By: Ian Watson
In a time where cities are striving to become more pedestrian and bicycle friendly, it is important for communities to consider adoption and implementation of safe street designs. These types of developments integrate bicycle and pedestrian infrastructure to maximize use for all modes of transportation. There are several components that make up these designs.
Every foot counts in constrained urban locations, and policies that promote wider travel lanes are less safe. Motorist lanes are normally about 10 feet wide, a design that discourages speeding. Some cities designate 12-foot lanes for buses and trucks, which can encourage drivers to speed. Research has shown that providing narrower lanes can manage speeds without having to sacrifice any element of safety. Wider lanes create extra challenges for pedestrians, including increased exposure to traffic and walking distance at crosswalks. Parking lane space should also be considered in the street layout dimensions. Whereas main travel lanes are usually condensed, wider parking spaces (7-9 feet) can actually serve multiple purposes. Outside of parking, there is enough space for industrial loading and bicyclist activity.
Curbside space is not always used to its full potential. By reducing the amount of on-street parking, especially parking spaces immediately adjacent to intersections, other functions can be put in its place. Sidewalks can be expanded through the use of planter beds and bollards to ease pedestrian congestion. Bike corrals can be placed in former parking spaces at intersections to increase pedestrian visibility to turning cars. Wider curbs decrease the distance that pedestrians travel on crosswalks and also decrease their exposure to traffic. The tightening of intersection curb radii is another method for maximizing curbside space. It encourages slower turning speeds and decreases walking distance between sidewalks. Extensions also reduce basic roadway width and can be used as a signal to drivers that they are entering a neighborhood street.
There are also techniques that can be used to calm vehicle speeds through physical and psychological road configurations. Pinchpoints and lane shifts are two versions of curb extensions that greatly reduce the speed at which motorists can go. Pinchpoints expand sidewalks and take the place of regular on-street parking. Lane shifts are used to horizontally deflect vehicles and may be incorporated with parking. The speed hump design vertically deflects traffic with a slight incline in the road. It can be also used as a small midblock crosswalk for pedestrians. A sidewalk design that psychologically reduces traffic speed is the inclusion of greenery. A lineup of trees parallel to the road can narrow a driver’s visual field and create a sense of caution.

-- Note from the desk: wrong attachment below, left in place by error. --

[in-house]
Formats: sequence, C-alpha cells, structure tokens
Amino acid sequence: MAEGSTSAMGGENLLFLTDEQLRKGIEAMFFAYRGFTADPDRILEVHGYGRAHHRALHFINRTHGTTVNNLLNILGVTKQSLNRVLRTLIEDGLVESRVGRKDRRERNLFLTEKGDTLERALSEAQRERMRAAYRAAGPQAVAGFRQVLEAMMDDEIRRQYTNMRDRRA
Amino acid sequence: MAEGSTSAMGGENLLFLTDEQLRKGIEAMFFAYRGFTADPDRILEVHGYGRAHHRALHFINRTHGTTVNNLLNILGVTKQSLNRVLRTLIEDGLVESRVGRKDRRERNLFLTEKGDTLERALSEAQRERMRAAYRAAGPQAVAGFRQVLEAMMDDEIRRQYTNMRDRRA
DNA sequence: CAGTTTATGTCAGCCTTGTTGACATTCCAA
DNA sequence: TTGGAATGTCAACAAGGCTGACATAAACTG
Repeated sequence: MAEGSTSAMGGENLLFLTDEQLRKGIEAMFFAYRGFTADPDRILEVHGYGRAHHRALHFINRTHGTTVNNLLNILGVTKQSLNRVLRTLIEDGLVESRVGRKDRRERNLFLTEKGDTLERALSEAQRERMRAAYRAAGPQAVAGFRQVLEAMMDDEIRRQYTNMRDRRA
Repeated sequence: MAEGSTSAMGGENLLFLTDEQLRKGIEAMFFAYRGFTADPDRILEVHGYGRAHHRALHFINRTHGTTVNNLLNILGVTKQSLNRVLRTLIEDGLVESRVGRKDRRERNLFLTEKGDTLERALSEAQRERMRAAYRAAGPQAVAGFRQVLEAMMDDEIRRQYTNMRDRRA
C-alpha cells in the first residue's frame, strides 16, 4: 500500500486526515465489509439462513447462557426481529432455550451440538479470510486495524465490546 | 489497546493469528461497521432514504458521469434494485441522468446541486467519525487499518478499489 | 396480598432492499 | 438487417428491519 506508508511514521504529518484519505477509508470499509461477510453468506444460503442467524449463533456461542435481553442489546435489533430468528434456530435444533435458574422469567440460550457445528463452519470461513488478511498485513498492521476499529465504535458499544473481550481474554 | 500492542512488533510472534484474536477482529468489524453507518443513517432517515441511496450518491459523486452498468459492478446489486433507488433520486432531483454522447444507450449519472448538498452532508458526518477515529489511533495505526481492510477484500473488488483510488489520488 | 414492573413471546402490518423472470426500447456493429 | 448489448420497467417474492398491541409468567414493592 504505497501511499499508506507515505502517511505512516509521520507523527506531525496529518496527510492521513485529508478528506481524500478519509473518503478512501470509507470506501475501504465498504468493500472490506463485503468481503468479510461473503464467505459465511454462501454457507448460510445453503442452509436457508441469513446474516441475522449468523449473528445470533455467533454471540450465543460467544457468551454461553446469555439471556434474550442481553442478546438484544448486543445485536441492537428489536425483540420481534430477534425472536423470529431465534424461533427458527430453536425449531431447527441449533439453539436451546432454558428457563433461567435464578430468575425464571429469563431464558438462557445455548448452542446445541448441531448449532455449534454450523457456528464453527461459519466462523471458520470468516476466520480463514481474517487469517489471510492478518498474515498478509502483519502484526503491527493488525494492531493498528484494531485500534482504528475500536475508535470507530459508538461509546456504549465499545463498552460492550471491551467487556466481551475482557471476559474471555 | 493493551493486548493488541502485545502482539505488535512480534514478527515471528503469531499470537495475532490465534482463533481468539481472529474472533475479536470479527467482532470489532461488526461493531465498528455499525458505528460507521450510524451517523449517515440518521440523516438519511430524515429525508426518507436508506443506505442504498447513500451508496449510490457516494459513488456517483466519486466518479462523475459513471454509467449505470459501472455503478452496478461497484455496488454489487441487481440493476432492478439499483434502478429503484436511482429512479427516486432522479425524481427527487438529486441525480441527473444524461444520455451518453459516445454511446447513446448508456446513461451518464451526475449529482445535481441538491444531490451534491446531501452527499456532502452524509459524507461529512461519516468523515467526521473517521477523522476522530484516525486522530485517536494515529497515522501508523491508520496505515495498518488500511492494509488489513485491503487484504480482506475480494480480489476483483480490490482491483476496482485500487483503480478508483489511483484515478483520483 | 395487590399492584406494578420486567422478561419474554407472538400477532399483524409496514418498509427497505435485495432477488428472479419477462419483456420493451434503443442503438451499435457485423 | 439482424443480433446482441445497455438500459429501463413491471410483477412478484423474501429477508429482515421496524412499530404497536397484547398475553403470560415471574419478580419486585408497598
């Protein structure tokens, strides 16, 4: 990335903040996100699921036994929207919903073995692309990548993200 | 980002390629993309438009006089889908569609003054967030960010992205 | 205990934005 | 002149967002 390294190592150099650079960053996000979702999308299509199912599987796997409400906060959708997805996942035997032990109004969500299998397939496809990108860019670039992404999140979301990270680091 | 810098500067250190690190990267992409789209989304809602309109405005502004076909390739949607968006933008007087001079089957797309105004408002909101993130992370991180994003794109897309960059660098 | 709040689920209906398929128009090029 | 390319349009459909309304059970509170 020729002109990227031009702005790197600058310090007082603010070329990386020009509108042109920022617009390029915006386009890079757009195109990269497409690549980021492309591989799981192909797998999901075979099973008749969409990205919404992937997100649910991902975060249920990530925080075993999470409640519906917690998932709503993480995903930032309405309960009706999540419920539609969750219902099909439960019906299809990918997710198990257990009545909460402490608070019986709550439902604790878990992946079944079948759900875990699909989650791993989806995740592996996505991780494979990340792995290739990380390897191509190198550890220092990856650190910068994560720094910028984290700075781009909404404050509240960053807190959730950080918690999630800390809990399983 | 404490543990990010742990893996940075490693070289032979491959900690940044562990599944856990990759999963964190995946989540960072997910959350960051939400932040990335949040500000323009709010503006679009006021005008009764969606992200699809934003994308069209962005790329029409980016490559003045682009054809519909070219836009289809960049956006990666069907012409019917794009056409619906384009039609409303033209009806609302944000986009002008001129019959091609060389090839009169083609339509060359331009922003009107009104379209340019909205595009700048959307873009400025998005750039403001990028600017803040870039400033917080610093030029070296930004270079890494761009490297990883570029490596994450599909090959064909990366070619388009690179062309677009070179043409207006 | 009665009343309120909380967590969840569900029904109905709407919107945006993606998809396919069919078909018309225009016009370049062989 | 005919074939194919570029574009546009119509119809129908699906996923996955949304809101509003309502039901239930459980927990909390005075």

Several municipalities and counties across New Jersey are taking action to improve safety through the use of road diets, and the New Jersey Department of Transportation supports road diets as a strategy to reduce crashes. NJDOT’s Bicycle and Pedestrian Resource Center regularly participates in road safety audits throughout the state in the spring, summer and fall, activities that bring transportation professionals together to explore options to improve traffic safety through street redesign such as road diets. In 2014 New Brunswick implemented a quick road diet on Livingston Avenue and is now proposing a permanent road diet on the entire length of the road. Montclair is also keen to implement a road diet on Bloomfield Avenue, a major road that slices through its downtown, with an expectation that it could decrease traffic crashes by 19 percent. As a final example, suburban Somerset County received a grant in 2015 from the US Department of Transportation’s Local Safety Program – through the North Jersey Transportation Planning Organization and NJDOT – to implement a road diet on Promenade Boulevard/Route 685 in Bridgewater. The four-lane road has been reduced to two lanes and a center two-way left-turn lane. These changes will help decrease both pedestrian and vehicle crashes on the corridor.
Urban Street Design Guide, National Association of City Transportation Officials
Making Safer Streets, New York City Department of Transportation